2013 NEAF & NEAIC – And Lots Of Geeks

I’m back home from the Northeast Astro Imaging Conference and the Northeast Astronomy Forum & Telescope Show in Suffern, New York. This was my first year attending these events, so I didn’t know exactly what to expect.  I have to say, I’m really surprised to learn that there so many men in this world who are even bigger geeks than I am!

These aren’t the kinds of events that you’ll see featured on Entertainment Tonight, but for night-photography geeks like me, they offer far more entertaining than anything ET could offer. And yes, I meant to say “men” and not “persons.” For some reason, the astronomy field is heavily tilted toward males. The astrophotography field is even more lopsided. I saw only a couple of ladies at NEAIC, and I think at least one of them was there only as a spouse. I think the reasons for this are many, not the least of which is that being an astrophotographer necessitates that you be an obsessive geeky gearhead. Men excel at this because their brain doesn’t always make their decisions for them.

Northeast Astronomy Forum & Telescope Show

The 2013 Northeast Astronomy Forum & Telescope Show

Okay, I’m going to shut up now before I get myself into trouble again. The last time I said anything about men versus women in this blog I received hate mail. Ouch!

NEAF bills itself as “America’s Premiere Astronomy Expo” and from what I saw, I’d say the claim is pretty well justified. More than 100 vendors participated, showcasing just about everything you could think of in the field of astronomy. I saw telescopes that were larger than Patricia’s car!

NEAIC is a two-day event that precedes NEAF. I was particularly excited about it, hoping to learn a lot of new techniques to apply to my night photography. I did learn quite a bit, but I have to say I was a little disappointed overall. Suffice it to say that Astro geeks perform much better at the eyepiece and the computer than they do on stage.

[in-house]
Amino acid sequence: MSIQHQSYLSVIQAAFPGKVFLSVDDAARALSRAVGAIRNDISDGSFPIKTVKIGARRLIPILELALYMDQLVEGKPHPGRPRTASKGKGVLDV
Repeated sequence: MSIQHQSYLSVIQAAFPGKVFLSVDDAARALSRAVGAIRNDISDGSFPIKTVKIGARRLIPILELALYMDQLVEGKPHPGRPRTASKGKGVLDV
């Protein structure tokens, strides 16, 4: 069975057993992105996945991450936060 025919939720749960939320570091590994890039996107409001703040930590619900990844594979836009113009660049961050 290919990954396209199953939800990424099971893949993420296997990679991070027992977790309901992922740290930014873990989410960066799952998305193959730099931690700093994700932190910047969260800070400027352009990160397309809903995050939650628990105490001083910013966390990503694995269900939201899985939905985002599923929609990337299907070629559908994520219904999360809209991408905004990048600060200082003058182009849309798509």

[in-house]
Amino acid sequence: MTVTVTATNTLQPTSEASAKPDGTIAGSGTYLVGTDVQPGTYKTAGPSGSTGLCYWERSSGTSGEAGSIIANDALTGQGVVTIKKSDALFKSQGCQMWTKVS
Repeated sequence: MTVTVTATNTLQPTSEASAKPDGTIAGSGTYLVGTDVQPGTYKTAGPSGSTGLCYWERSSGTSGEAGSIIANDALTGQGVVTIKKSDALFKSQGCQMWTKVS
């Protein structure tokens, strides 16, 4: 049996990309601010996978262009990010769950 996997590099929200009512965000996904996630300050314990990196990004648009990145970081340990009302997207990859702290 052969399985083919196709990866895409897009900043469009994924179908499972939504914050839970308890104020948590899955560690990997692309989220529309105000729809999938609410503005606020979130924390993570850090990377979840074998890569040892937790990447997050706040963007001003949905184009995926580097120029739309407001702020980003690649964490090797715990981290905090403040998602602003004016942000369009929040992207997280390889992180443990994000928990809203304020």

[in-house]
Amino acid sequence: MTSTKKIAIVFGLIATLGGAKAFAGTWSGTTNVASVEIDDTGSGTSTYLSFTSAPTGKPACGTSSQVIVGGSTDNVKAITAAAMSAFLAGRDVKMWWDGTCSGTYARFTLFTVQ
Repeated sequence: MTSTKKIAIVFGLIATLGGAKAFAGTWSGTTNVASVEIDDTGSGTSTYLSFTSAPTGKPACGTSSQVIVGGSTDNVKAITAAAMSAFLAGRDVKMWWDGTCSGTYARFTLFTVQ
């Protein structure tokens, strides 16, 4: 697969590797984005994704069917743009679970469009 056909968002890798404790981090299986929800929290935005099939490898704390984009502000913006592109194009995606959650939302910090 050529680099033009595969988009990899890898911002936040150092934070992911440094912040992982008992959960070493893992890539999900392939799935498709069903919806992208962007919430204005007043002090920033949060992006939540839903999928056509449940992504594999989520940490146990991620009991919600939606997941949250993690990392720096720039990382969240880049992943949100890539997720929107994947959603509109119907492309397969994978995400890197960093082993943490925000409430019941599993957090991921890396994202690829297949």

I will elaborate on one particular observation. Given the extreme popularity of wide-field astro-imaging that includes both a land-based foreground and the night sky, I expected to see more of a crossover between that field and the through-the-telescope shooters. I was very surprised to learn that wide-angle DSLR astrophotography seemed still in its infancy among most of the participants and presenters. Of course, this could be simply because the telescope guys have no interest in the subject, but I get the feeling that there is more to it than that. But maybe I’m just being biased. After all, I know very little about imaging through telescopes with dedicated CCD cameras, so in some ways I’m just as disconnected from the two fields as anyone else.  

The most remarkable thing about the two events is that I left both of them without buying anything. At NEAF, there was a gymnasium filled solid with goodies that would send anyone’s salivary glands into full-squirt mode, but I managed to slip out with nothing more than a few literature handouts.

I did tell that one guy that I’d think about his car-sized telescope with observatory-grade German equatorial mount, CCD camera, and all the goodies to go with it. Just need to count the piggy bank and see if there’s 40 grand in there. Oh, and I need to make sure that leak is fixed on the doghouse roof, considering that I’ll probably be sleeping in it for the next ten years or so!

P.S. I know I missed the last few days on posting night photos, but I’ll make up for them in a day or two.

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